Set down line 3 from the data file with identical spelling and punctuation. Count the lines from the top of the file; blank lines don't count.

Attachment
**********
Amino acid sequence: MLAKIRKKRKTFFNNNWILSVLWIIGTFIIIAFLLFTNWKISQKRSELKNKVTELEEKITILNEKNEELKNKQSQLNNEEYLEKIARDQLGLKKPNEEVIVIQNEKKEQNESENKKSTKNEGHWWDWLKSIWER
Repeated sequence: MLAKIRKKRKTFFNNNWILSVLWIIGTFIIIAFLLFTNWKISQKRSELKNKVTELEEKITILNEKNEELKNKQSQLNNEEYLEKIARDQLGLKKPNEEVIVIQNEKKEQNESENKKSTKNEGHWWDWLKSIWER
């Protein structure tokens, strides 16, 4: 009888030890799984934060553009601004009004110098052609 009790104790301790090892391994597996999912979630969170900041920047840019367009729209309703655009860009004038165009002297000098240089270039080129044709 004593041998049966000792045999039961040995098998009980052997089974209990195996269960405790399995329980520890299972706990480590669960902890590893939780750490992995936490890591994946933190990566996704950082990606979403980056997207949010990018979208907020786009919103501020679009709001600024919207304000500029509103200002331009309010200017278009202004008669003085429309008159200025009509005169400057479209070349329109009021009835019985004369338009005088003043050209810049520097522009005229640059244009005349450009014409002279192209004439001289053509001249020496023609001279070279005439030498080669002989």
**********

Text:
């Protein structure tokens, strides 16, 4: 009888030890799984934060553009601004009004110098052609 009790104790301790090892391994597996999912979630969170900041920047840019367009729209309703655009860009004038165009002297000098240089270039080129044709 004593041998049966000792045999039961040995098998009980052997089974209990195996269960405790399995329980520890299972706990480590669960902890590893939780750490992995936490890591994946933190990566996704950082990606979403980056997207949010990018979208907020786009919103501020679009709001600024919207304000500029509103200002331009309010200017278009202004008669003085429309008159200025009509005169400057479209070349329109009021009835019985004369338009005088003043050209810049520097522009005229640059244009005349450009014409002279192209004439001289053509001249020496023609001279070279005439030498080669002989």